When the steering is turned, a rotary valve, integral to the steering input shaft, directs fluid to one side or the other, of a piston attached to the steering gear. Pressure then increases as required, to provide assistance.
In a worm-and-roller steering box, the piston slides in a cylinder in the casing. It has an extension formed on one side, with teeth which engage teeth on the Pitman shaft. Pressure applied to either side of the piston produces a force, which is transferred through the teeth, to help turn the Pitman shaft.
In a rack-and-pinion steering gear, The piston is formed centrally on the steering rack, and the rack housing provides the working cylinder. Seals at each end of the cylinder isolate the power section from the rack, and the helical pinion.
Seals in the rotary valve section at the pinion input, prevent fluid leakage there.
Connecting pipes transfer fluid from the rotary valve housing, to one side of the piston, or the other, to provide assistance, which acts directly on the rack.
The rotary valve is located between the steering gear input shaft, and the pinion gear. It consists of an inner member, which forms part of the input shaft, and a surrounding sleeve member, fixed to the pinion gear.
Turning the steering wheel makes both members rotate in the steering gear housing, but it is the slight, relative, rotary displacement of the inner member and the sleeve member which controls, and directs, the power steering fluid flow.
This slight rotary displacement is allowed by a torsion bar, which is connected to the pinion gear at its bottom end, and the input shaft at its top end.
When the steering wheel is turned, there is resistance from the front wheels at the road surface. This resistance is transmitted through the rack, to the pinion gear, so that the input shaft twists slightly on the torsion bar.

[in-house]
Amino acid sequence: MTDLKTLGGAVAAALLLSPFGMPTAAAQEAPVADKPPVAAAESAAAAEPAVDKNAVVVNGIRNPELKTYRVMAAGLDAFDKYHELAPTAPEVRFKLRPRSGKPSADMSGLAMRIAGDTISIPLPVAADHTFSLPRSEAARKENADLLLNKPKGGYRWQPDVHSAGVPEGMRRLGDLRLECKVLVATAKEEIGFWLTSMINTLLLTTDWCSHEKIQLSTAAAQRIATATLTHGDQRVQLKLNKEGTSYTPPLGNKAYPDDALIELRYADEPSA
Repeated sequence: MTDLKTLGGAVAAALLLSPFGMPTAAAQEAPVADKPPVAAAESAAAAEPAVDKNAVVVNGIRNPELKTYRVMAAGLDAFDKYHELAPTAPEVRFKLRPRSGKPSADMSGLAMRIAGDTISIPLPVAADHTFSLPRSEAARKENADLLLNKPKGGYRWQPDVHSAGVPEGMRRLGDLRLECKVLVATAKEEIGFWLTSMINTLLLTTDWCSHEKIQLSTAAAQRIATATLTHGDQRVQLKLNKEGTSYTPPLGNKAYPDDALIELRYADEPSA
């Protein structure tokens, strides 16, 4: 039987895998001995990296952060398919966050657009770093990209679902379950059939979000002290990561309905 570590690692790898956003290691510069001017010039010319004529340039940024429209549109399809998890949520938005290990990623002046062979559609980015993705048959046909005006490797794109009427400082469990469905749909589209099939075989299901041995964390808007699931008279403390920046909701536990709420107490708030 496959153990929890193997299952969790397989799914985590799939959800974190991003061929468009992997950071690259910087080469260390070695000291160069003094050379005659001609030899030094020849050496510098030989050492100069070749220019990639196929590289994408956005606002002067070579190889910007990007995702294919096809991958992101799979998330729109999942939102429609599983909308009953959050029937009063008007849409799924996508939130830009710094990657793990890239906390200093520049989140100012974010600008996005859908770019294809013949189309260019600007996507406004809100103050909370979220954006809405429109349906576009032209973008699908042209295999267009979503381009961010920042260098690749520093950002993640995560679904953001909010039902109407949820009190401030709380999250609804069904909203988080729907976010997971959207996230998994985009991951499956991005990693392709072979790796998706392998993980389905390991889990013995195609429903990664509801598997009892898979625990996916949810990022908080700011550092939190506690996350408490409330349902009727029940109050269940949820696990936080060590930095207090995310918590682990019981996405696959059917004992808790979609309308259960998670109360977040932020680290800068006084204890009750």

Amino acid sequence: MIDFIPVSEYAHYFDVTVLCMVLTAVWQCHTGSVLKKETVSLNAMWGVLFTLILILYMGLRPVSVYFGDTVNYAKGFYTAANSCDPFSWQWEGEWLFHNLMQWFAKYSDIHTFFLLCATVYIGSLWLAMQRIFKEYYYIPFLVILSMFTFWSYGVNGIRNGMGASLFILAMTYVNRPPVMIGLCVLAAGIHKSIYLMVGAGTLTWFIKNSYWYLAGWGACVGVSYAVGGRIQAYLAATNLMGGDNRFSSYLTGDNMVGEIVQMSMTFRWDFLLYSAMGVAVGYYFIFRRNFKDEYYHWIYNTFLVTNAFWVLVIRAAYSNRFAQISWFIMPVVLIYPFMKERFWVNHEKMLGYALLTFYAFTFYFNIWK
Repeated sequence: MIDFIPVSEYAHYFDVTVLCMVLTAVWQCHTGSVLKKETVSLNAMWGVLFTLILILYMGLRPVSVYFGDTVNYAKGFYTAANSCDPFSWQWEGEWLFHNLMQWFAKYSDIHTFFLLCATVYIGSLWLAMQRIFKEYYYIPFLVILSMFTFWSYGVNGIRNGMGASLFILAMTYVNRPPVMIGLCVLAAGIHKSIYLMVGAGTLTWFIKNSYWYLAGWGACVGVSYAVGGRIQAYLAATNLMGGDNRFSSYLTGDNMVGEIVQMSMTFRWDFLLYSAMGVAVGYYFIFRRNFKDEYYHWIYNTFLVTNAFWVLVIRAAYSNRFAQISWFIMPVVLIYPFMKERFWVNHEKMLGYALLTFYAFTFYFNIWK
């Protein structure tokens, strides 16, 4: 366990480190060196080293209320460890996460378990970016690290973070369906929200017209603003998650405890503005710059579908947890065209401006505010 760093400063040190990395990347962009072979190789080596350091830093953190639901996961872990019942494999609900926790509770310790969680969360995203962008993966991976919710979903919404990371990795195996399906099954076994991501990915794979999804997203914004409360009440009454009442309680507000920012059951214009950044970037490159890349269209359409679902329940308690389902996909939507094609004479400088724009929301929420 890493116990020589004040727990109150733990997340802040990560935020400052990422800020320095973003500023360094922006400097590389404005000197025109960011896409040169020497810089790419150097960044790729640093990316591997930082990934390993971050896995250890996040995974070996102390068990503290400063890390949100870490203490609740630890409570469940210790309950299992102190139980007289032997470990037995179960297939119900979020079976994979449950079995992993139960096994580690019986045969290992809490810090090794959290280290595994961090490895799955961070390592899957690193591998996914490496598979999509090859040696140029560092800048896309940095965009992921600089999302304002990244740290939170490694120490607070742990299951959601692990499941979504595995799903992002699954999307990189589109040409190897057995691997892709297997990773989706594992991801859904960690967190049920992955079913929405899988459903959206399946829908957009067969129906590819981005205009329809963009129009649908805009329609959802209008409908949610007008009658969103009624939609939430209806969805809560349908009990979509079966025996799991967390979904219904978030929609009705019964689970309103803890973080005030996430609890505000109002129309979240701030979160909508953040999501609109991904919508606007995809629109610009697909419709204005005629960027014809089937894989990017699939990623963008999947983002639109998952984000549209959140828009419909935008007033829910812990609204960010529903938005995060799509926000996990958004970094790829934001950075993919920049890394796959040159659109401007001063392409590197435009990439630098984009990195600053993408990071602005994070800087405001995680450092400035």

Since the inner member is also attached to the input shaft, this twisting provides a relative, rotary displacement of the inner and outer members. It is this displacement that lets fluid flow through the valve to act on the piston at the steering gear.
The input shaft can twist through only a small angle, before it contacts a stop on the pinion gear. This is needed to provide manual steering when power assistance is not available.
With the engine running, and the steering in the neutral position, fluid flow is directed into the valve assembly, through drilled holes in the outer sleeve.
As soon as the steering is turned to the left or right, the slight relative movement occurs between the inner and outer members.
In the neutral position, the inner member lets fluid pass equally to both sides of the rack piston, and return to the fluid reservoir. Equal pressure is applied to both sides of the rack piston. No power assistance is needed.
When the steering is turned fluid is restricted from making a free return to the reservoir. It is now directed to the side that matches the turning action. At the same time, fluid on the opposite side is directed to the return circuit, back to the reservoir.
Slight rotation of the valve gives a small amount of assistance, which become progressively greater as the torsion bar flexes, and more assistance is needed. The grooves of the inner member are precisely shaped to meter the flow of fluid.